Princeton sociologist Paul Starr,10(PP7980) says, "Acknowledged skills and cultural authority are to the professional classes what land and capital are to the propertied. They are the means of securing income and power. For any group, the accumulation of authority requires the resolution of at least two distinct problems. One is the internal problem of consensus; the other is the external problem of legitimacy."
In terms of consensus, physicians were struggling mightily to come to agreement about their common rules and standards. Internal divisions beset the profession from the mid-19th century until the early part of the 20th century. Concerning legitimacy, in Europe medical degrees granted deference and respect, but in America the meager educational requirements left physicians with a perilously slender margin between themselves and their patients--and sometimes no margin at all. Therefore their powers of persuasion, along with their ability to kindle feelings of confidence and trust, were critical to their success. In America a physician's standing was tied to his own family background, as well as the social rank of his patients. At the top were men who, like William Stewart Halsted, had graduated from elite colleges, attended medical school, and received further instruction in Europe.
Although the AMA was in its infancy in the mid-19th century, it wasn't until 50 years later--the early 1900s--that medical societies began replacing the internal dissension and competitive relationships among doctors with a brotherhood of shared interests (note 2). But in 1900 the AMA still sought to address the issue that had motivated its formation: control of medical education. This was the chosen methodology to consolidate the profession: standardized schooling would ensure both conforming ideas and uniform practice.
Reform of medical education had its beginnings in the ~ 1870s when the Quaker merchant Johns Hopkins died in 1874, j willing half of his $7 million estate to found a university, and the l other half to build a hospital. At the time, this was the most substantial endowment in American history, setting the precedent for linking laboratory research with clinical patient care. The prototype came from Europe, where laboratories in physiology, chemistry, pathology, and histology were transforming hospitals. Johns Hopkins University opened in 1876, the hospital in 1889, and the medical school in 1893. Johns Hopkins School of Medicine had the hitherto unheard of admission requirement of a Bachelor of Arts degree, and the curriculum was lengthened from 3 to 4 years. The crucial half million dollars needed to complete the school was donated by wealthy Baltimore women who made their offer contingent upon the admission of women on the same basis as men.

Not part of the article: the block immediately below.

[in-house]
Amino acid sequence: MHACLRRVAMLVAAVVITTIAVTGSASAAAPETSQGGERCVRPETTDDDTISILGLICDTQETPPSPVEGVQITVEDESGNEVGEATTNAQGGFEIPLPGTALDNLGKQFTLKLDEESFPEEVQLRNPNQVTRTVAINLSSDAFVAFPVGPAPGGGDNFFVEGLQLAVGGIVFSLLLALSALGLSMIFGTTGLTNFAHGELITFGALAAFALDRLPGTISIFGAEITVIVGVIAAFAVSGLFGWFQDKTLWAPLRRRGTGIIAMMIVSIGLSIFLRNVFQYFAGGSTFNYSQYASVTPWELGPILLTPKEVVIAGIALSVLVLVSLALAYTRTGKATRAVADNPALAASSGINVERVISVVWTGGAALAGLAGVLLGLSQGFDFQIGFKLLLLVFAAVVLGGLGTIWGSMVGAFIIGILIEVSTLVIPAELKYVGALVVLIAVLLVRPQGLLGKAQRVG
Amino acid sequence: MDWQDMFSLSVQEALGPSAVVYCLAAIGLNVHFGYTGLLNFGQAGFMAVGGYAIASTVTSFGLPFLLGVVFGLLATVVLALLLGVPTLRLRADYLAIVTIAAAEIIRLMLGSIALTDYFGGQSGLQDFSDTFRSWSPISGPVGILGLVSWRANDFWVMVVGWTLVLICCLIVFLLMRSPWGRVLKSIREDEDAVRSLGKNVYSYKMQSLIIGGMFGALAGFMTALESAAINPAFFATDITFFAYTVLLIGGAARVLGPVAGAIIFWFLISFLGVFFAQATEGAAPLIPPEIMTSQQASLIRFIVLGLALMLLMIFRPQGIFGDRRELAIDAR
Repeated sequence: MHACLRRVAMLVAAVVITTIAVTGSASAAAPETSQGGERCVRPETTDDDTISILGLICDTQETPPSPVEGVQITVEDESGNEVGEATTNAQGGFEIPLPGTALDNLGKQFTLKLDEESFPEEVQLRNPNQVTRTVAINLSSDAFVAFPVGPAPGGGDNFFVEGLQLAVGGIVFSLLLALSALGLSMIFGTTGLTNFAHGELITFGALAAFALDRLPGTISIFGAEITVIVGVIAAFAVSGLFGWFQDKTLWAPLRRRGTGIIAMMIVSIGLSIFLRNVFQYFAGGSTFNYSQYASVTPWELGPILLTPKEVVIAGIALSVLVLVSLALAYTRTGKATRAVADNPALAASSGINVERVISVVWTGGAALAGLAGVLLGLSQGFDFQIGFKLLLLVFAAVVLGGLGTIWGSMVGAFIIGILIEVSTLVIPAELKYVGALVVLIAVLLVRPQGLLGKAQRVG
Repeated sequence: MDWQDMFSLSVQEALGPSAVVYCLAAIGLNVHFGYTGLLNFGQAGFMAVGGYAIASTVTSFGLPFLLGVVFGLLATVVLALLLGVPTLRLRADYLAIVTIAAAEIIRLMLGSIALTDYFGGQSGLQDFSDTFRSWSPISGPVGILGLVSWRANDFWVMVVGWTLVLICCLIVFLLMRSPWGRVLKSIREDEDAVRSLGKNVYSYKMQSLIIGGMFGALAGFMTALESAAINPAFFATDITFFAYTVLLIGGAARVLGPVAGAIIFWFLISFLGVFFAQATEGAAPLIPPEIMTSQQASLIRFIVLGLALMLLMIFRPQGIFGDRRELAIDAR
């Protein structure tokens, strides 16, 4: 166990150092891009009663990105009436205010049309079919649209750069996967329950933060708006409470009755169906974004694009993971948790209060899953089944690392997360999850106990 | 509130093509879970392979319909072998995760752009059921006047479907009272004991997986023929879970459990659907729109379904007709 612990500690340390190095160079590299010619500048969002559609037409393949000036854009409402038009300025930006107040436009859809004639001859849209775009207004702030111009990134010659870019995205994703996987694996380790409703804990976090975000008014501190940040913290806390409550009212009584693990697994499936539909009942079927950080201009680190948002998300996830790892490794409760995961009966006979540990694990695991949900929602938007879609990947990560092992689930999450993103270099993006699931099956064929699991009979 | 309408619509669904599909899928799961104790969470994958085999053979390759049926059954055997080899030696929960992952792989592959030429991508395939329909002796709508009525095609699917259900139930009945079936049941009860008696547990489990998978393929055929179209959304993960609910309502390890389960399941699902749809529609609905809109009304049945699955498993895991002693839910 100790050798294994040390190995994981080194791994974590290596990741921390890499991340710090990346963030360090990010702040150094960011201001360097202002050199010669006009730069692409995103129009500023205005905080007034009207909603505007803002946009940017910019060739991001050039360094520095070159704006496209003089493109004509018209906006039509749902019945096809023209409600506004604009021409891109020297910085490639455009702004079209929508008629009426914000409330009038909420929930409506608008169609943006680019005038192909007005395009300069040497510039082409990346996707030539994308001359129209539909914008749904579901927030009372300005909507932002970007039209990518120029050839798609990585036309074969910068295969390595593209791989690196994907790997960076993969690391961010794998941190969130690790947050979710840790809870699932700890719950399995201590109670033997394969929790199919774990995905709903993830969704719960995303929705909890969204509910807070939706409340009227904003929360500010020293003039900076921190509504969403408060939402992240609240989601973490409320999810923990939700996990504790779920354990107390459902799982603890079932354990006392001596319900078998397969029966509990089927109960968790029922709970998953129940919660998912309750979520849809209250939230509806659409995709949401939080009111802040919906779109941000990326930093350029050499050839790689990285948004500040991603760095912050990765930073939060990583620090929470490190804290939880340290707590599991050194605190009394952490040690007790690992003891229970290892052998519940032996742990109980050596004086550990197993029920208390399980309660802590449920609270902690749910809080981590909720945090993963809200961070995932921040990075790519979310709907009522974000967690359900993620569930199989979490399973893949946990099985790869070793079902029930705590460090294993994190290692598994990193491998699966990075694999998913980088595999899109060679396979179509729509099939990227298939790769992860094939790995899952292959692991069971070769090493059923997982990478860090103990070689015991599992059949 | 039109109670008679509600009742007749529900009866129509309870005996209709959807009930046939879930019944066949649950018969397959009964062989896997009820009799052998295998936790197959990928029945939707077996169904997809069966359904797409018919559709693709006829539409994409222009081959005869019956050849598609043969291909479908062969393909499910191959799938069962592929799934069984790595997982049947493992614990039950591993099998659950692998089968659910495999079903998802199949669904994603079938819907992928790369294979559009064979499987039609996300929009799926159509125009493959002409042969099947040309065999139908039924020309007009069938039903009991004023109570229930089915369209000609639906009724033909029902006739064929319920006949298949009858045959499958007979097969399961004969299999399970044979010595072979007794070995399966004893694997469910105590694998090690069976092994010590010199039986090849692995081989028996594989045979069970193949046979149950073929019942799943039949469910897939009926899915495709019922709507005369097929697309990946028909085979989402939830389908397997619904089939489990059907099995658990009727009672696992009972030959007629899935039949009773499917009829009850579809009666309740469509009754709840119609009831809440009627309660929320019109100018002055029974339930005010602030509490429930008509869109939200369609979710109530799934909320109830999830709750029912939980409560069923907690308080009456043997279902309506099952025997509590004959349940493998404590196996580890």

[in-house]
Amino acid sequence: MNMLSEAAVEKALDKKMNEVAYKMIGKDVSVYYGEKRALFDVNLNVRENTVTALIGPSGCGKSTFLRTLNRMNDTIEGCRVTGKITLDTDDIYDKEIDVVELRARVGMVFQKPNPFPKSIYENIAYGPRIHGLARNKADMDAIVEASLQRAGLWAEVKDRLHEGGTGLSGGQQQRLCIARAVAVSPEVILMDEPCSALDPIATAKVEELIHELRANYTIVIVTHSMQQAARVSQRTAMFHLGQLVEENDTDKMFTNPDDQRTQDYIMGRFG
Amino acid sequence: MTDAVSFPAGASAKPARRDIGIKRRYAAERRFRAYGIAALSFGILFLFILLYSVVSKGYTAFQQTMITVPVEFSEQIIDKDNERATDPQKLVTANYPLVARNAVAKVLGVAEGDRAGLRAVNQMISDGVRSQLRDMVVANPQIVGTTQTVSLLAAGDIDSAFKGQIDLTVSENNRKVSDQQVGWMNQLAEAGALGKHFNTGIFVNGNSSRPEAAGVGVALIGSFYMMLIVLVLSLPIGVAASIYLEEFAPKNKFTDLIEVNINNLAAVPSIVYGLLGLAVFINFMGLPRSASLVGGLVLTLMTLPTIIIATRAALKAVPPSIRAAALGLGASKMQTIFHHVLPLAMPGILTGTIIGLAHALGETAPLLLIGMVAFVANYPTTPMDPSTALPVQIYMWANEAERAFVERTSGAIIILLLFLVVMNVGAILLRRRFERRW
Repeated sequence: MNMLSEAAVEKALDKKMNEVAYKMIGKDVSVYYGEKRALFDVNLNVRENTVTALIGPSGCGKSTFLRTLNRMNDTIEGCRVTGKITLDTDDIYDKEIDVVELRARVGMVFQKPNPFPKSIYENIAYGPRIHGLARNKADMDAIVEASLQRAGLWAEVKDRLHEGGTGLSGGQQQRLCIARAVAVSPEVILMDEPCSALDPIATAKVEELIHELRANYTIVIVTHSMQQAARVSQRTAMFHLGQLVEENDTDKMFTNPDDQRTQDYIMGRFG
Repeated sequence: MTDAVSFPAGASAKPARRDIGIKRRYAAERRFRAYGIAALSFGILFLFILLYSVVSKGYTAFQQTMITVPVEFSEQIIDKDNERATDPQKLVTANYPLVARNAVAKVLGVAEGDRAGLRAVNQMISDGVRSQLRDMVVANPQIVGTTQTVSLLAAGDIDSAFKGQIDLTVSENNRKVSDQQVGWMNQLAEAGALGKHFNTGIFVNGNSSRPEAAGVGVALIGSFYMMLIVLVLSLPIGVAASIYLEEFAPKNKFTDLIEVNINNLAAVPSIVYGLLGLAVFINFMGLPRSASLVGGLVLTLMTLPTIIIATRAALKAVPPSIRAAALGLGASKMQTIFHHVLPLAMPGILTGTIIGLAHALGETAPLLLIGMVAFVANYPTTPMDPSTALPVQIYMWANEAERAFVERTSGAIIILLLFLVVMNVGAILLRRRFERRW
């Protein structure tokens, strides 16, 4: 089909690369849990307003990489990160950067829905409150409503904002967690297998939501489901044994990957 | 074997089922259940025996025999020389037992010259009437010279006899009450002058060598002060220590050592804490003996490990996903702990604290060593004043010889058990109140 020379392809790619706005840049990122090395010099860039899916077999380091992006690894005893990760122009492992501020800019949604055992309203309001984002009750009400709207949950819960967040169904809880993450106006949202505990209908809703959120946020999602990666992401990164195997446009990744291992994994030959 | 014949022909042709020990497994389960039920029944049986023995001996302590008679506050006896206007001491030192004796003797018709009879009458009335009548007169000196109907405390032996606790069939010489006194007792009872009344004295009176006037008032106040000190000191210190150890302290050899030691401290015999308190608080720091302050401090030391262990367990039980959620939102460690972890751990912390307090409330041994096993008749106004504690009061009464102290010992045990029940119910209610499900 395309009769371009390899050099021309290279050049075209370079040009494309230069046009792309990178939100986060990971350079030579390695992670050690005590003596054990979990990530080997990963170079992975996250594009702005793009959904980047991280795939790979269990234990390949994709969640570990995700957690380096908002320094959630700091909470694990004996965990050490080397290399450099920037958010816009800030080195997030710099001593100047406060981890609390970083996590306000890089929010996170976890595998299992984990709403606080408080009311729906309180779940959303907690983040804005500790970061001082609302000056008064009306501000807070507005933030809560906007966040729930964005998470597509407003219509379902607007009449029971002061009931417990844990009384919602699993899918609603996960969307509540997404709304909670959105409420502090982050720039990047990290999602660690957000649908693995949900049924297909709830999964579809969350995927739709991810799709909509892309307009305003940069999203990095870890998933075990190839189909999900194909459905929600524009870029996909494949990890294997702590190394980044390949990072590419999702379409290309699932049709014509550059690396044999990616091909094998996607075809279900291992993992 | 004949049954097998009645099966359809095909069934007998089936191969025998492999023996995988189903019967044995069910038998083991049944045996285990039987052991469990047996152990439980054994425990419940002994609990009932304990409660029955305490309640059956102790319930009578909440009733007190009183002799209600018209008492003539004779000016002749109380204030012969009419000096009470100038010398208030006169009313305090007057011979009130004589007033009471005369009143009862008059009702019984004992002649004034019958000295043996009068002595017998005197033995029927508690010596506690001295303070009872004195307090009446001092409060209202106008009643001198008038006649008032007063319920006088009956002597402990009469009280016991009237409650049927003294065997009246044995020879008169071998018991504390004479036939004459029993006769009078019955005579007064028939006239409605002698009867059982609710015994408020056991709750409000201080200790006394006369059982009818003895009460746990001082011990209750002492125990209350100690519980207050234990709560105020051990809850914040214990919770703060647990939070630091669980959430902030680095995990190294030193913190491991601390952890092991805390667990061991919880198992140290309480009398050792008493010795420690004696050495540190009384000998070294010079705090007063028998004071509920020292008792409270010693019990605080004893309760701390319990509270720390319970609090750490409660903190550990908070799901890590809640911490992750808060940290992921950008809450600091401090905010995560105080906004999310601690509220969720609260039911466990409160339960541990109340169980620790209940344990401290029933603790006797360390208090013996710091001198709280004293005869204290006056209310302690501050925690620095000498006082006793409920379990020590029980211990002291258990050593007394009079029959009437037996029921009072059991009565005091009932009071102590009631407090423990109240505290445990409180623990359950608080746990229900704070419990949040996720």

Johns Hopkins was the paragon of virtue in the eyes of the AMA. This single institution had--and continues to have--enormous leverage on the course of medicine. The policies ensconced there determined which institutions survived to govern the field, how they were structured and administered, and what ideology would triumph (note 3).
Finally standards were being set for medical education as graduate study, with strength in both science and clinical medicine. The next advance was creating residencies in specialized fields. Two towering giants in medicine, William Welch, a pathologist, and William Osler, an internist, were dedicated to building Johns Hopkins as the archetype for training not only physicians, but medical scientists as well. Welch, however, vied for the interests of research, whereas Osler championed the interests of clinical medicine. Osler admonished: "Care more for the individual patient than for the special features of the disease.... Put yourself in his place ... enter into his feelings, scan gently his faults. The kindly word, the cheerful greeting, the sympathetic look--these the patient understands."13 Osler further expressed concern that patient care might suffer if it became completely subservient to research, but Welch differed, determined to elevate the role of science in medicine.